San Miguel and the rise of the Spanish export
The UK has something of a love affair with Spanish beer. Whether it serve as a reminder of holidays in the Med or simply something different to the standard lager offerings, a premium treat, the likes of San Miguel are booming in this market.
Brewed by family-owned Mahou San Miguel, last year alone saw UK sales volumes of its four key brands jump by nine percent, passing the one million hectolitre mark for the first time. While Mahou and Alhambra are perhaps less well known versus its illustrious counterpart, they contribute to an ever-popular export portfolio being sold across the world. Solán de Cabras, the company’s luxury water brand, has also performed strongly. In all, two million hectolitres were exported in 2016, accounting for 15 percent of Mahou San Miguel’s €1.22 billion turnover.
Charged with the enviable task of selling San Miguel abroad is International Managing Director Erik d’Auchamp.
A Danish brewing industry veteran of more than 16 years, d’Auchamp started out at Carlsberg before coming into contact with Mahou San Miguel in the early 2000s when the two began doing business together. Five or so years later, in 2006, and he moved to Spain from the USA and has been at Mahou ever since, meeting his wife and starting a family.
“Apart from the fact it is a fun part of the job, I have travelled for most of my life,” d’Auchamp says. “I still get a rush when I step up on a plane. Beer is a social engagement for so many people – ‘let’s go for a beer’ is something which is recognised in many languages, and Carlsberg was a good opportunity to travel the world working in a category that was a lot of fun.”
D’Auchamp puts Mahou’s record year down to a number of factors, including the UK’s identification with San Miguel’s brand authenticity and general palate that embraces different kinds of taste. He speaks most at length about the impact of partnerships, pointing to valuable cooperation with former employer Carlsberg which helps distribute San Miguel and Mahou, while and London brewer Fullers works closely with Alhambra.
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Outside of the UK, since late 2014 Mahou San Miguel has held a 30 percent share of Founders, a US craft beer company that started out in Michigan. “They have been working on some fantastic products and brands in a market which has seen slower growth in the past few quarters,” d’Auchamp comments.
“The good thing about the brewing world is that there are a lot of alliances between a number of different brewers, which is ultimately raising the bar. There has to be a fit personally and on a business level, and we certainly have that with Carlsberg. Our brands complement each other and we treat each other’s brands as if they are our own.”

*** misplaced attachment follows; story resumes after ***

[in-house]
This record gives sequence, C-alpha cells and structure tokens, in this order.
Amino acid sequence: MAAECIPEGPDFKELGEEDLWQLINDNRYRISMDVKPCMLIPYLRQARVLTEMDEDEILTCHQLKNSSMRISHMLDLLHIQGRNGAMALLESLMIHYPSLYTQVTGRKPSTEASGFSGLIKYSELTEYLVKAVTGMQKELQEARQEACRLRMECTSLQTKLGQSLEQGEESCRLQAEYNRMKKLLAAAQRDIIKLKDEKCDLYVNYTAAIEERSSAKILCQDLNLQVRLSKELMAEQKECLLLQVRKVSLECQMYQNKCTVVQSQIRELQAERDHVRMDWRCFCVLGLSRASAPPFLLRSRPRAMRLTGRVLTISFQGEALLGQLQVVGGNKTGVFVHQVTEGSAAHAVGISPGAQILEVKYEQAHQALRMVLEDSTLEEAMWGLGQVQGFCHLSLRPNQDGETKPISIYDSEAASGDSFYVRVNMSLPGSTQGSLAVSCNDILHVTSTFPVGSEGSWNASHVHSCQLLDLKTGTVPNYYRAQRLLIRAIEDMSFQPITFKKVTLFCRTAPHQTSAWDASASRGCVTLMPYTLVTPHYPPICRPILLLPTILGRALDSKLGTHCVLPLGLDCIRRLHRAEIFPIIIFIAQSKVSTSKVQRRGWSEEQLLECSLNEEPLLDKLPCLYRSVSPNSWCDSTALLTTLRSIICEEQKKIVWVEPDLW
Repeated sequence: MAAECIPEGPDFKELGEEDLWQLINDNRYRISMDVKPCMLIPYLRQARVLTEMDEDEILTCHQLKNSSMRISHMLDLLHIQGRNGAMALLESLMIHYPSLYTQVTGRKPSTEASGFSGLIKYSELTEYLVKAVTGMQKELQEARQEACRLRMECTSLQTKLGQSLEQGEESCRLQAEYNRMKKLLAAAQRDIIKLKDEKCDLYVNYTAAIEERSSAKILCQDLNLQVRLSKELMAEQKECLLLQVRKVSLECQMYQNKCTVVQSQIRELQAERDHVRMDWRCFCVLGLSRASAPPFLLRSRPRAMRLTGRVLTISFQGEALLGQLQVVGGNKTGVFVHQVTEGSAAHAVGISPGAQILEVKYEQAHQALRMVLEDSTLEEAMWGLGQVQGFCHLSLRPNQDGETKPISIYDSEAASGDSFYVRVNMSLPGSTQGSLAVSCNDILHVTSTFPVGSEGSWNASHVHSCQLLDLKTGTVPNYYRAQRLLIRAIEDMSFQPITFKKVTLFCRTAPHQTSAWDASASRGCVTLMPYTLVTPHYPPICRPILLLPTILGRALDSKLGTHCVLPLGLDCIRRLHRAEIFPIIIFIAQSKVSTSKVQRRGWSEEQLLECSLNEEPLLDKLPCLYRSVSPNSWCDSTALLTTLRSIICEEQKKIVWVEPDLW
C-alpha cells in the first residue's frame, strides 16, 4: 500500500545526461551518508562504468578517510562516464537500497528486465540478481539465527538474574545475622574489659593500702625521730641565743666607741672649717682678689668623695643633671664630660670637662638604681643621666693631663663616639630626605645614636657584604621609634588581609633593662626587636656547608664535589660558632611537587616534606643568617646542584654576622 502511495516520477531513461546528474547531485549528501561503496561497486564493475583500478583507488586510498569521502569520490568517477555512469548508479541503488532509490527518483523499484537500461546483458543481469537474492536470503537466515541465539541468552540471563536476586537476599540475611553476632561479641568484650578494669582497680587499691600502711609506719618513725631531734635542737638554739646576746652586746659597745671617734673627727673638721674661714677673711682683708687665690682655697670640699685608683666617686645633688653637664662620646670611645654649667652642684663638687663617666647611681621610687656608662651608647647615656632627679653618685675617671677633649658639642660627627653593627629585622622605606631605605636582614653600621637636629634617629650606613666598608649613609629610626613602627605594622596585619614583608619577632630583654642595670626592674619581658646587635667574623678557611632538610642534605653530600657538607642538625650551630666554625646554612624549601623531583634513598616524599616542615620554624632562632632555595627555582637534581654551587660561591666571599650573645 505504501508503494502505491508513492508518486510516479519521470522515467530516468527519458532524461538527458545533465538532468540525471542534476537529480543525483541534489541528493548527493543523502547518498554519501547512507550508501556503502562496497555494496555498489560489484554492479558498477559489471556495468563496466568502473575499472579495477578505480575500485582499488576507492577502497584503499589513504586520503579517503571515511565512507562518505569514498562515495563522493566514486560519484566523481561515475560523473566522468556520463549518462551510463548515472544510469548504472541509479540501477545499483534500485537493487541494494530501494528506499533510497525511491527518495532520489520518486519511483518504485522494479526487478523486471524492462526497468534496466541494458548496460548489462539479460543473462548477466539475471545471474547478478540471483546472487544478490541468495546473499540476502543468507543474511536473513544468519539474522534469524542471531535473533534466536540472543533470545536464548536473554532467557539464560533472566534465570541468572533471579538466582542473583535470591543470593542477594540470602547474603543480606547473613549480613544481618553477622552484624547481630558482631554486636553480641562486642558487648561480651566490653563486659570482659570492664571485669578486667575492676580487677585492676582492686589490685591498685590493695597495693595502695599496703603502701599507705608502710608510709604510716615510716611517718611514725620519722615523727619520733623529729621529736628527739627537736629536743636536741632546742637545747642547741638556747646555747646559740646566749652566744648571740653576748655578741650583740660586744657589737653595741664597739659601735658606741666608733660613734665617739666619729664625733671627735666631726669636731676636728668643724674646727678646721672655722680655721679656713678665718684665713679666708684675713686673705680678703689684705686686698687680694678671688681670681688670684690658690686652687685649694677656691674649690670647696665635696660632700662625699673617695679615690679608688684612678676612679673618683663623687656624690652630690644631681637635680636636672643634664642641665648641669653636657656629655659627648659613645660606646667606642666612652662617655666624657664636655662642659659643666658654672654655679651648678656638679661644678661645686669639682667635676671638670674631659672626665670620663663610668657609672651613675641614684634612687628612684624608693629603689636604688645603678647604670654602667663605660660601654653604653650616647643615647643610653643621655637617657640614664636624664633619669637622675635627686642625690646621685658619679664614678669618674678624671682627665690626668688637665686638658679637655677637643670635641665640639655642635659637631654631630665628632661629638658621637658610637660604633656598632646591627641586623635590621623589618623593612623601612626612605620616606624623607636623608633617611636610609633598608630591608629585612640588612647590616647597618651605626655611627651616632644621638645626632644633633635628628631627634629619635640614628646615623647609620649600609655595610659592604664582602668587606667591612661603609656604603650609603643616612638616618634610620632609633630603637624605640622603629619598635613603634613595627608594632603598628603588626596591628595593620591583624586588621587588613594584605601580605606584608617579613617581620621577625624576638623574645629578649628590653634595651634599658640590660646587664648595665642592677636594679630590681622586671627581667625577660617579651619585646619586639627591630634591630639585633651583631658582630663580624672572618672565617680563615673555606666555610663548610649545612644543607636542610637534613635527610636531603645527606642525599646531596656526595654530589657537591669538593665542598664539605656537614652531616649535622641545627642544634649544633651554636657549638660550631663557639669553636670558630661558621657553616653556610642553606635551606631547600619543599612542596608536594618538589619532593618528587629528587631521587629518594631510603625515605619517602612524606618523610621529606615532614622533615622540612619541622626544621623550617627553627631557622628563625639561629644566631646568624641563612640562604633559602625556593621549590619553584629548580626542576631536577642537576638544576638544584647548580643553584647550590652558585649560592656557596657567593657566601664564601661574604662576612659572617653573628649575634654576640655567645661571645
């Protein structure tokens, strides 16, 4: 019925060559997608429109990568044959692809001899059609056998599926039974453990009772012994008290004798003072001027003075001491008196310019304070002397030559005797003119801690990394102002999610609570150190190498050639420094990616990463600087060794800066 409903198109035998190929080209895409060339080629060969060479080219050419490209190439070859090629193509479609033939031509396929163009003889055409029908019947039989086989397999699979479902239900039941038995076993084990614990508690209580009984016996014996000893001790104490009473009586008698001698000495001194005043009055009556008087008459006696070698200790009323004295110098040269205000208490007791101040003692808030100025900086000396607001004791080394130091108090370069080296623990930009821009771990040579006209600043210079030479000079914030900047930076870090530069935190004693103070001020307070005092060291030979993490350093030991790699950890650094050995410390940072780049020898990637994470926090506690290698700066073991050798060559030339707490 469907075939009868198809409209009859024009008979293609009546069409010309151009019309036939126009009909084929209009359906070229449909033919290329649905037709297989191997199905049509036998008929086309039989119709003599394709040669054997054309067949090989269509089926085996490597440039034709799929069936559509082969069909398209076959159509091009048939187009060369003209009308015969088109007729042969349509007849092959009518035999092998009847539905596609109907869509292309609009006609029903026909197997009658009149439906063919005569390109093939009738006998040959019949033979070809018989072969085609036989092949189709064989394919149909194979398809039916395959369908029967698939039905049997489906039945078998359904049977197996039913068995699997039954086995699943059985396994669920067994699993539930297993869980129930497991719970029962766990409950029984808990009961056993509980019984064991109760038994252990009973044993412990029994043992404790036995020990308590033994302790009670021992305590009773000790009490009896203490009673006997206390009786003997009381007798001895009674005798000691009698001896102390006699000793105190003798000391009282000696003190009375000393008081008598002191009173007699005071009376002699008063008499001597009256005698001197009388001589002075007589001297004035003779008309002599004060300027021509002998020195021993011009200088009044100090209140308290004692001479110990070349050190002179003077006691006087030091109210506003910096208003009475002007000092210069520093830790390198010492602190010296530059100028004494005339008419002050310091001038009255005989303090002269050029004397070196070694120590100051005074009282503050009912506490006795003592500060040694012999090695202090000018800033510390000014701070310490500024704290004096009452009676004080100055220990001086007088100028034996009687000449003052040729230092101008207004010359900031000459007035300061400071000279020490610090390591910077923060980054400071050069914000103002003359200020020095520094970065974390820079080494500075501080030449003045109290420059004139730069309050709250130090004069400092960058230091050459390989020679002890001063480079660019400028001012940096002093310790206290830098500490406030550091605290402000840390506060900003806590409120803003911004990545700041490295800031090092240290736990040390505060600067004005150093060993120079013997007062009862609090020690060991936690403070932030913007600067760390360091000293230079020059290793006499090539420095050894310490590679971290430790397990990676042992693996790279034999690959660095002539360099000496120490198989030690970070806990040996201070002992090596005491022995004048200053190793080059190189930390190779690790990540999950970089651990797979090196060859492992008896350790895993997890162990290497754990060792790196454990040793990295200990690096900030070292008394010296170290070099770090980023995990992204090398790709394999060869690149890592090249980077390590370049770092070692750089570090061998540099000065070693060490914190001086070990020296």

This leads naturally onto d’Auchamp’s views on what is increasingly tough competition, especially in the UK premium lager market where the likes of Estrella, Birra Moretti and Peroni, among numerous others, are competing for shelf and tap space.
“There absolutely is stiff competition,” he acknowledges, “and the good thing for us in the UK is that the premium lager and craft sectors are growing, and these are areas we feel comfortable in. Yes, there is tough competition, but this only makes us stronger and more competitive.”
The rapid rise of the smaller craft brewer is another trend taking the beer world by storm, but is this a threat to the larger brewers? “We haven’t felt that at all,” d’Auchamp answers. “It is presenting tremendous opportunities which we have proven by meeting the fantastic team at Founders. It is inspiring innovation.”
Such innovation and maturation of the beer market is opening up opportunities for Mahou San Miguel not only in Europe, but in the likes of the US and India as well. D’Auchamp observes how people are talking about beer in a different way than just a few years ago, especially in the UK, and this shift in consumer attitude is opening doors.
In the US, beer drinkers are taking to the Spanish taste of Mahou, which d’Auchamp says hasn’t required adaptation to suit American taste buds. “We sell in the US as we would in Spain,” he adds. “What we have adapted is pack sizes as there is a tendency to buy 12-packs in the US. This isn’t to say we won’t create US-specific products, but this hasn’t been the case up until now.”
India is another long term project, and a country full of fond memories for d’Auchamp from when he headed up the team there in recent years.
“The Indian market is a fascinating one,” he says. “If you aren’t in it for the long run you probably shouldn’t be there. We have a great team in India and from a personal perspective I loved it out there, and my wife and three kids loved it too. We have learned so much and been given so many experiences from travelling and meeting people around the country, experiences that will forever remain close to our hearts.
“From a professional perspective this is a country with a lot of potential – there may be a lot of regulation at the moment but you have to incorporate this into your plans. Indian food marries perfectly with our beer, and this is where we see massive potential to reach more Indian consumers.”
Indeed, d’Auchamp is optimistic when it comes to the global beer industry moving forward. Overall Mahou San Miguel projects a 1.4 percent growth to 2020, with premium and craft growing around 5.5 percent. The non-alcoholic segment is also set to perform well, which all adds up to a positive outlook for the years to come.
D’Auchamp concludes: “We’re a family-owned company and those values ground us every day in what we do, but the future looks great and I can confidently say that we are looking to go bigger and better.”
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